Last week, cryptocurrency startup Ripple made the equivalent of a $29 million donation in XRP, the digital coin that it uses in transactions, fully funding all projects on DonorsChoose.org. As evidenced by this unprecedented charitable donation, Bitcoin and cryptocurrency certainly have a place in the future of social impact, but this is merely the very tip of a much bigger iceberg.
It feels like everyone is talking about bitcoin and blockchain technologies, but most folks have a gossamer thin grasp of what it is. That is certainly true in the social impact sector.
Fortunately Mercy Corps’ Ric Shreves has been studying distributed ledger technology and offered our community a primer on it during a recent webinar.
Here are highlights of his message:
Imagine a technology that could:
- Improve the graduation rates of Nigerian girls by automatically generating cash payments to families when their daughter achieves a 90% attendance rate.
- Enable a musician to automatically donate 50% of royalties from a specific song to their charity of choice.
- Coordinate what resources (financial, medical, etc.) have already been provided to a refugee by a variety of aid organizations that have historically not been able to ‘compare notes’ in this way.
- Help homeowners conserve electricity with a ‘smart’ refrigerator and then automatically donate the money saved to charity.
These are all increasingly possible thanks to the emergence of blockchain technology. While still in the ‘early adopter’ phase, blockchain has huge potential for social impact programs around the globe.
Depending on your sector, your company may already be watching or experimenting with technologies like blockchain and bitcoin, but this is one advance you’re going to need to understand if you plan to be involved in 21stcentury social impact programs.
Let’s first get our vernacular straight: blockchain and bitcoin are merely types of what’s known as distributed ledger technology (DLT).
According to Shreves, “a distributed ledger is a distributed database that maintains a continuously growing list of ordered records. Each participant in the network maintains a copy of the database, and as the database is updated, changes are propagated across the network in near real time. Throughout the process, security is maintained by the use of encryption and digital signatures.”
So instead of one central actor maintaining a copy of a particular ledger (e.g. a bank), there are thousands of copies being continually updated by distributed “nodes”, providing for greater transparency and resilience for the ledger and effectively eliminating the middle man in a peer to peer network.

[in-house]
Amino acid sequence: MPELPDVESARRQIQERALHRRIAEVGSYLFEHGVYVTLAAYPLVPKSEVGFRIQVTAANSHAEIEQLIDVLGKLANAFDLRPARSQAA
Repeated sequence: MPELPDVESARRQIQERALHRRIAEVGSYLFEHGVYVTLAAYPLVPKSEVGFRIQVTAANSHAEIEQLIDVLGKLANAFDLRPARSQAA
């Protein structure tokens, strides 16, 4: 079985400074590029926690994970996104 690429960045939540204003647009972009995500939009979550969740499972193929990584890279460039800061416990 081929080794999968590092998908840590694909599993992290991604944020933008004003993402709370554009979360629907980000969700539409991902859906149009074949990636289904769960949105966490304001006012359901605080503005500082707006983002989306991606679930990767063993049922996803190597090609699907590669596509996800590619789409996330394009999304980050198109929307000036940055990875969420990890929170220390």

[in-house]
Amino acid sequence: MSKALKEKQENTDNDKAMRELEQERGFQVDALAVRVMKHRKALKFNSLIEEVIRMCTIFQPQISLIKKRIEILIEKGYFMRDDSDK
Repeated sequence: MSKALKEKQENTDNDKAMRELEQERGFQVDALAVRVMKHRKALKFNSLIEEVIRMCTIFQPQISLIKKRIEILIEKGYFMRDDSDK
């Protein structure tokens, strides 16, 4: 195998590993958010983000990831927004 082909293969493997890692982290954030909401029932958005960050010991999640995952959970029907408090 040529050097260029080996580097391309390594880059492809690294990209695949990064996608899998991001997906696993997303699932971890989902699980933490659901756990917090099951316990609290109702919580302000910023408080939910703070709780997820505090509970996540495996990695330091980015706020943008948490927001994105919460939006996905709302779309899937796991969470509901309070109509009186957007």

Shreves sees many potential advantages to this technology for international development including:
New ways to build trust and reduce costs: Enhanced transparency and accountability would boost trust. Moreover, the use of DLT to facilitate financial transactions and contractual arrangements could reduce transaction costs and promote efficiencies.
New ways to give: Digital currencies and the ability to tokenize assets opens up new ways for donors to give.
New ways to address social problems: Digital identity management can reduce disenfranchisement and empower individuals. DLT and digital currencies open up new avenues for protecting wealth and facilitating financial inclusion.
One of the biggest areas of potential for DLT is in direct cash payments from donor to recipient. The World Food Programme estimates that 50% of their programming will be delivered as cash-based transfers by 2020. The organization estimates that the blockchain-based solution will reduce overhead transaction costs from 3.5% to 1% or less, saving millions of dollars.
Being an emerging technology, there are still many obstacles and barriers to entry for all players involved. Shreves has written an excellent report that takes a deeper dive into potential benefits and challenges with DLT as it relates to the social impact sector.
But most important? “We need this discussion to occur at the sector level,” says Shreves. “We need to talk about how we can implement DLT that will allow us to improve efficiency and reduce costs across the sector. While some individual organizations will no doubt continue to develop solutions in isolation, if that approach becomes dominant, the sector runs the risk of missing the bigger opportunity, that is, the ability to share data, reduce the burden of regulatory oversight and audit, and improve our view of beneficiaries and the impact of our work. We need to be working together on this bigger issue and that’s where the bigger opportunity lies.”
There’s certainly more to come as this technology continues to develop and use-cases are successfully executed in the marketplace. Staying up to date on this exciting technology is paramount to the future of social impact programs as donor and consumer expectations continue to move to a more direct and transparent model.